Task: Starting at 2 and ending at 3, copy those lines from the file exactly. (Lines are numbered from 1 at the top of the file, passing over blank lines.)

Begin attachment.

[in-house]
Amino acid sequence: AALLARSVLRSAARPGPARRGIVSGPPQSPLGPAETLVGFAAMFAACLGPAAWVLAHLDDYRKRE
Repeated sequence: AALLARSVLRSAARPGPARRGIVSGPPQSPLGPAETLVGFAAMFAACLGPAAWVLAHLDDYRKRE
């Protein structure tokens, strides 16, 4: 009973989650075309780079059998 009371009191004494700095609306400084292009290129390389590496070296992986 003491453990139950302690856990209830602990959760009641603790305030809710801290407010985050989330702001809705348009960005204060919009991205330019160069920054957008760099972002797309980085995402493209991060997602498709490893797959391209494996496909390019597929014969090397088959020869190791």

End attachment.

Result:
Amino acid sequence: AALLARSVLRSAARPGPARRGIVSGPPQSPLGPAETLVGFAAMFAACLGPAAWVLAHLDDYRKRE
Repeated sequence: AALLARSVLRSAARPGPARRGIVSGPPQSPLGPAETLVGFAAMFAACLGPAAWVLAHLDDYRKRE